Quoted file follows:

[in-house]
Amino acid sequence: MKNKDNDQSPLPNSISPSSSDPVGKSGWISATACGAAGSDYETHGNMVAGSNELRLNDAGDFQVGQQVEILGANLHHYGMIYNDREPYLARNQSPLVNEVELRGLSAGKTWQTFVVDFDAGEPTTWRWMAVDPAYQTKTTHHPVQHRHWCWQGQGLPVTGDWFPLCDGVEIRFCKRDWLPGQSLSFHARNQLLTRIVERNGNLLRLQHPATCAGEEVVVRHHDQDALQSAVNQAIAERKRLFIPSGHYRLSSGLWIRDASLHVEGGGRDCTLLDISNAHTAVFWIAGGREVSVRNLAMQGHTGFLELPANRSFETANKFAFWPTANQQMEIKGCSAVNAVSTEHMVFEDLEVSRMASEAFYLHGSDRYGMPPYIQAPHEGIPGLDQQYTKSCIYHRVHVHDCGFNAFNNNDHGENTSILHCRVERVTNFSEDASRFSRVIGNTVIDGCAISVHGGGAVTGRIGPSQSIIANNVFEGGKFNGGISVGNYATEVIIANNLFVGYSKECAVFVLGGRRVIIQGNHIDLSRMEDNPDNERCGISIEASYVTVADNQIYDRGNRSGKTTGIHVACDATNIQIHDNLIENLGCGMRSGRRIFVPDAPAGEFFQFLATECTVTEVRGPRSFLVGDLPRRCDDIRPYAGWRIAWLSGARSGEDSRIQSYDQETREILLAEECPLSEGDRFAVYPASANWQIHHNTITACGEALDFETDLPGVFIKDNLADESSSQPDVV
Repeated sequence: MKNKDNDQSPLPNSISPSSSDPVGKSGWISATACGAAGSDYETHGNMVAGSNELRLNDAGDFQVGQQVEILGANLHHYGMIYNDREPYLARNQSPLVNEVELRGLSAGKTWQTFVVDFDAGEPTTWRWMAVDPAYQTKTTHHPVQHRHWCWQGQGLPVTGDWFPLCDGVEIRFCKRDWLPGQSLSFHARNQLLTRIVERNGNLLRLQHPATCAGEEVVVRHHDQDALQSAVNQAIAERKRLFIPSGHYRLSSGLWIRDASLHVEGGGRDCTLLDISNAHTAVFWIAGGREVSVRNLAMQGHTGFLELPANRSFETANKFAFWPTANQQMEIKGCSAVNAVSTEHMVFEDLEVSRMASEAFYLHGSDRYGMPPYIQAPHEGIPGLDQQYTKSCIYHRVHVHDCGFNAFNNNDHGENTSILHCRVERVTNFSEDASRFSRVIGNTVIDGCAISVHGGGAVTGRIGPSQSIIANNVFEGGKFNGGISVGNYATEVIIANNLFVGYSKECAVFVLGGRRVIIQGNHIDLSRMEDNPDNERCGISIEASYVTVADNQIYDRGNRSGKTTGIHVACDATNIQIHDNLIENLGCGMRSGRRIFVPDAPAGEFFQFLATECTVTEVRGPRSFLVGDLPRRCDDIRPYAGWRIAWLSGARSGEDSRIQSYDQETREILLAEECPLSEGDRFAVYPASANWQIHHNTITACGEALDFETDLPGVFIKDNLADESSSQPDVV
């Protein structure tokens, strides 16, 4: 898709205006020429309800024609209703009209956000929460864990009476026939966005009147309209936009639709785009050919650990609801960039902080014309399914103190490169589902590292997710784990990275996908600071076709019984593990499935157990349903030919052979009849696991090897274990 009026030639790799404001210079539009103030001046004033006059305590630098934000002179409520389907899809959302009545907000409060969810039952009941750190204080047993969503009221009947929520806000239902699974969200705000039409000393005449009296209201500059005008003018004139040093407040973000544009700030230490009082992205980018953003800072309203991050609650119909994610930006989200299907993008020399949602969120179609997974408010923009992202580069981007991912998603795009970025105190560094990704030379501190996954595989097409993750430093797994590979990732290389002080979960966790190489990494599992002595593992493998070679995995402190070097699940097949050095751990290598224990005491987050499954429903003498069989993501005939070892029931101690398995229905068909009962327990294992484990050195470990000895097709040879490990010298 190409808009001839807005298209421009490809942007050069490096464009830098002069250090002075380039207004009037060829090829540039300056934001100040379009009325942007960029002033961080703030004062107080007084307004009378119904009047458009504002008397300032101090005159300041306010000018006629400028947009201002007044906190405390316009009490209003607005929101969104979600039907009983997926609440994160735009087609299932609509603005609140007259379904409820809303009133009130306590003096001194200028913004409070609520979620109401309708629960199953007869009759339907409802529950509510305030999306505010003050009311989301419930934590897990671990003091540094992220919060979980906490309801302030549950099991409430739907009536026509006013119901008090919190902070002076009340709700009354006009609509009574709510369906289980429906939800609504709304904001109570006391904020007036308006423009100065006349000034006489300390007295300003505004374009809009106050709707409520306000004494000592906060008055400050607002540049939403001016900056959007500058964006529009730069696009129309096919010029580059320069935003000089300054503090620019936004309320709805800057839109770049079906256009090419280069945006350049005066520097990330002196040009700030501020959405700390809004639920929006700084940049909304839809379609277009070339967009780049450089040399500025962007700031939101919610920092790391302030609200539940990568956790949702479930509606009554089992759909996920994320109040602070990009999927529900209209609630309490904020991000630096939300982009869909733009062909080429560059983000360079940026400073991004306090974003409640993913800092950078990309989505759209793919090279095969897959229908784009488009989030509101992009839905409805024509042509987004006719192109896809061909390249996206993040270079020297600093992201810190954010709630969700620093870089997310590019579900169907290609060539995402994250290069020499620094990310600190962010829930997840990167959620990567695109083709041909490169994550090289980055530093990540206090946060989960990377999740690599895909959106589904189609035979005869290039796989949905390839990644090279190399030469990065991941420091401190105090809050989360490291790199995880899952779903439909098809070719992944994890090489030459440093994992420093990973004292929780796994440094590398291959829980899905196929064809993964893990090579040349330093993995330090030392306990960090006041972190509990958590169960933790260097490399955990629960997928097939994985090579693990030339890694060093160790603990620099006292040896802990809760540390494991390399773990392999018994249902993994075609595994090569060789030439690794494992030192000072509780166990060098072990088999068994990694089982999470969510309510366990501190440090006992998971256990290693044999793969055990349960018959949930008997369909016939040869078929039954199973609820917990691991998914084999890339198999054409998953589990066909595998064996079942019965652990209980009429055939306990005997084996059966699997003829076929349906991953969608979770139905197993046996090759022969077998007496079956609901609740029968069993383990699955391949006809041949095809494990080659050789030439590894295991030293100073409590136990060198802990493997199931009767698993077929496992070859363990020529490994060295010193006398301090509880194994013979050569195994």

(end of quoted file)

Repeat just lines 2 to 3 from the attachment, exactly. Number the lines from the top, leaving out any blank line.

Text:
Amino acid sequence: MKNKDNDQSPLPNSISPSSSDPVGKSGWISATACGAAGSDYETHGNMVAGSNELRLNDAGDFQVGQQVEILGANLHHYGMIYNDREPYLARNQSPLVNEVELRGLSAGKTWQTFVVDFDAGEPTTWRWMAVDPAYQTKTTHHPVQHRHWCWQGQGLPVTGDWFPLCDGVEIRFCKRDWLPGQSLSFHARNQLLTRIVERNGNLLRLQHPATCAGEEVVVRHHDQDALQSAVNQAIAERKRLFIPSGHYRLSSGLWIRDASLHVEGGGRDCTLLDISNAHTAVFWIAGGREVSVRNLAMQGHTGFLELPANRSFETANKFAFWPTANQQMEIKGCSAVNAVSTEHMVFEDLEVSRMASEAFYLHGSDRYGMPPYIQAPHEGIPGLDQQYTKSCIYHRVHVHDCGFNAFNNNDHGENTSILHCRVERVTNFSEDASRFSRVIGNTVIDGCAISVHGGGAVTGRIGPSQSIIANNVFEGGKFNGGISVGNYATEVIIANNLFVGYSKECAVFVLGGRRVIIQGNHIDLSRMEDNPDNERCGISIEASYVTVADNQIYDRGNRSGKTTGIHVACDATNIQIHDNLIENLGCGMRSGRRIFVPDAPAGEFFQFLATECTVTEVRGPRSFLVGDLPRRCDDIRPYAGWRIAWLSGARSGEDSRIQSYDQETREILLAEECPLSEGDRFAVYPASANWQIHHNTITACGEALDFETDLPGVFIKDNLADESSSQPDVV
Repeated sequence: MKNKDNDQSPLPNSISPSSSDPVGKSGWISATACGAAGSDYETHGNMVAGSNELRLNDAGDFQVGQQVEILGANLHHYGMIYNDREPYLARNQSPLVNEVELRGLSAGKTWQTFVVDFDAGEPTTWRWMAVDPAYQTKTTHHPVQHRHWCWQGQGLPVTGDWFPLCDGVEIRFCKRDWLPGQSLSFHARNQLLTRIVERNGNLLRLQHPATCAGEEVVVRHHDQDALQSAVNQAIAERKRLFIPSGHYRLSSGLWIRDASLHVEGGGRDCTLLDISNAHTAVFWIAGGREVSVRNLAMQGHTGFLELPANRSFETANKFAFWPTANQQMEIKGCSAVNAVSTEHMVFEDLEVSRMASEAFYLHGSDRYGMPPYIQAPHEGIPGLDQQYTKSCIYHRVHVHDCGFNAFNNNDHGENTSILHCRVERVTNFSEDASRFSRVIGNTVIDGCAISVHGGGAVTGRIGPSQSIIANNVFEGGKFNGGISVGNYATEVIIANNLFVGYSKECAVFVLGGRRVIIQGNHIDLSRMEDNPDNERCGISIEASYVTVADNQIYDRGNRSGKTTGIHVACDATNIQIHDNLIENLGCGMRSGRRIFVPDAPAGEFFQFLATECTVTEVRGPRSFLVGDLPRRCDDIRPYAGWRIAWLSGARSGEDSRIQSYDQETREILLAEECPLSEGDRFAVYPASANWQIHHNTITACGEALDFETDLPGVFIKDNLADESSSQPDVV